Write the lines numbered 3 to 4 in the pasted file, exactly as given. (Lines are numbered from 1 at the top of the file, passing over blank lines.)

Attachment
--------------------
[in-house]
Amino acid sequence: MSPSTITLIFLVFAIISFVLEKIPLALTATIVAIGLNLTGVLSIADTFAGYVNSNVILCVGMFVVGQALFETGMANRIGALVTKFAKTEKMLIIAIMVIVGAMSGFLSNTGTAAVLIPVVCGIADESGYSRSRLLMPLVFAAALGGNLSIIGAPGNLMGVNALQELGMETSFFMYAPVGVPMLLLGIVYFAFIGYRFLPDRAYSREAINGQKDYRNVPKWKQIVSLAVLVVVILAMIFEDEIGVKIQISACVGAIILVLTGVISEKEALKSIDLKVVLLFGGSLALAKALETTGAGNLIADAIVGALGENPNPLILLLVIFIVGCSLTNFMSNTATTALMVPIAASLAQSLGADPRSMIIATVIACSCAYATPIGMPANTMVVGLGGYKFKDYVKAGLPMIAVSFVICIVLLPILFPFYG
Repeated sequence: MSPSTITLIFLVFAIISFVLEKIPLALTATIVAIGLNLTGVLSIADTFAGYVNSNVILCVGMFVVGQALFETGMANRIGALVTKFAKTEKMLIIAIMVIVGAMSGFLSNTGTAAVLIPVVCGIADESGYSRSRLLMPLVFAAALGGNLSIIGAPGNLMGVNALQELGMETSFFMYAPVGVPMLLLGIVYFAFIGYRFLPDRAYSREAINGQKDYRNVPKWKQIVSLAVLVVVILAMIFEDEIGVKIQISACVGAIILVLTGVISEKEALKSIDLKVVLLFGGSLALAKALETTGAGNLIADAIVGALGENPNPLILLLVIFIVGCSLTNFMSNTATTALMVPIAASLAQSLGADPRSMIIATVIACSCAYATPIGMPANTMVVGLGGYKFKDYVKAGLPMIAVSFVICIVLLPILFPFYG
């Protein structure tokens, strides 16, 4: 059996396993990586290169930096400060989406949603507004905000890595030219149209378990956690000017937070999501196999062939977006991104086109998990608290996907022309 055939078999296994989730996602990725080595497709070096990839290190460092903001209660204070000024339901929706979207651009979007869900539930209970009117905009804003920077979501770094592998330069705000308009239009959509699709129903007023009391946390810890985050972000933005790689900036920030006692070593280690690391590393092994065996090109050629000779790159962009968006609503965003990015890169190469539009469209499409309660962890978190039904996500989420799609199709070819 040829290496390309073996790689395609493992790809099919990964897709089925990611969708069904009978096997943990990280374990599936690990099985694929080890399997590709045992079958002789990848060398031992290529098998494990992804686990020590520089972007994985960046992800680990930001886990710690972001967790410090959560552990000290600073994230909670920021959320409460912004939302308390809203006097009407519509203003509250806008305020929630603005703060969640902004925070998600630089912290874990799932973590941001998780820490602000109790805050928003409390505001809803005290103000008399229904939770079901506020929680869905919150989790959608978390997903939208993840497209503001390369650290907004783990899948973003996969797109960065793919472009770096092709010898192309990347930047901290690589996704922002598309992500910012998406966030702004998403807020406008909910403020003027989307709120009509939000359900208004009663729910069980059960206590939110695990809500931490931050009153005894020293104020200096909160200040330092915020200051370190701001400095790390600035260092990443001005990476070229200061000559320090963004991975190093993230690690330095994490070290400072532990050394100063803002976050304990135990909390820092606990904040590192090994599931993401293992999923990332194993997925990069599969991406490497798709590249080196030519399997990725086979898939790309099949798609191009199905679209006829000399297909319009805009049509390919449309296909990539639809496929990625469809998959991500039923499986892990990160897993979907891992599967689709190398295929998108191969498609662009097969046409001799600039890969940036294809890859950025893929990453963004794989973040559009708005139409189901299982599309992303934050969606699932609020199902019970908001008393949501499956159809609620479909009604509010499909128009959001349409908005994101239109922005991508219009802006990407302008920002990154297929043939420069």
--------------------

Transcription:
Repeated sequence: MSPSTITLIFLVFAIISFVLEKIPLALTATIVAIGLNLTGVLSIADTFAGYVNSNVILCVGMFVVGQALFETGMANRIGALVTKFAKTEKMLIIAIMVIVGAMSGFLSNTGTAAVLIPVVCGIADESGYSRSRLLMPLVFAAALGGNLSIIGAPGNLMGVNALQELGMETSFFMYAPVGVPMLLLGIVYFAFIGYRFLPDRAYSREAINGQKDYRNVPKWKQIVSLAVLVVVILAMIFEDEIGVKIQISACVGAIILVLTGVISEKEALKSIDLKVVLLFGGSLALAKALETTGAGNLIADAIVGALGENPNPLILLLVIFIVGCSLTNFMSNTATTALMVPIAASLAQSLGADPRSMIIATVIACSCAYATPIGMPANTMVVGLGGYKFKDYVKAGLPMIAVSFVICIVLLPILFPFYG
């Protein structure tokens, strides 16, 4: 059996396993990586290169930096400060989406949603507004905000890595030219149209378990956690000017937070999501196999062939977006991104086109998990608290996907022309 055939078999296994989730996602990725080595497709070096990839290190460092903001209660204070000024339901929706979207651009979007869900539930209970009117905009804003920077979501770094592998330069705000308009239009959509699709129903007023009391946390810890985050972000933005790689900036920030006692070593280690690391590393092994065996090109050629000779790159962009968006609503965003990015890169190469539009469209499409309660962890978190039904996500989420799609199709070819 040829290496390309073996790689395609493992790809099919990964897709089925990611969708069904009978096997943990990280374990599936690990099985694929080890399997590709045992079958002789990848060398031992290529098998494990992804686990020590520089972007994985960046992800680990930001886990710690972001967790410090959560552990000290600073994230909670920021959320409460912004939302308390809203006097009407519509203003509250806008305020929630603005703060969640902004925070998600630089912290874990799932973590941001998780820490602000109790805050928003409390505001809803005290103000008399229904939770079901506020929680869905919150989790959608978390997903939208993840497209503001390369650290907004783990899948973003996969797109960065793919472009770096092709010898192309990347930047901290690589996704922002598309992500910012998406966030702004998403807020406008909910403020003027989307709120009509939000359900208004009663729910069980059960206590939110695990809500931490931050009153005894020293104020200096909160200040330092915020200051370190701001400095790390600035260092990443001005990476070229200061000559320090963004991975190093993230690690330095994490070290400072532990050394100063803002976050304990135990909390820092606990904040590192090994599931993401293992999923990332194993997925990069599969991406490497798709590249080196030519399997990725086979898939790309099949798609191009199905679209006829000399297909319009805009049509390919449309296909990539639809496929990625469809998959991500039923499986892990990160897993979907891992599967689709190398295929998108191969498609662009097969046409001799600039890969940036294809890859950025893929990453963004794989973040559009708005139409189901299982599309992303934050969606699932609020199902019970908001008393949501499956159809609620479909009604509010499909128009959001349409908005994101239109922005991508219009802006990407302008920002990154297929043939420069």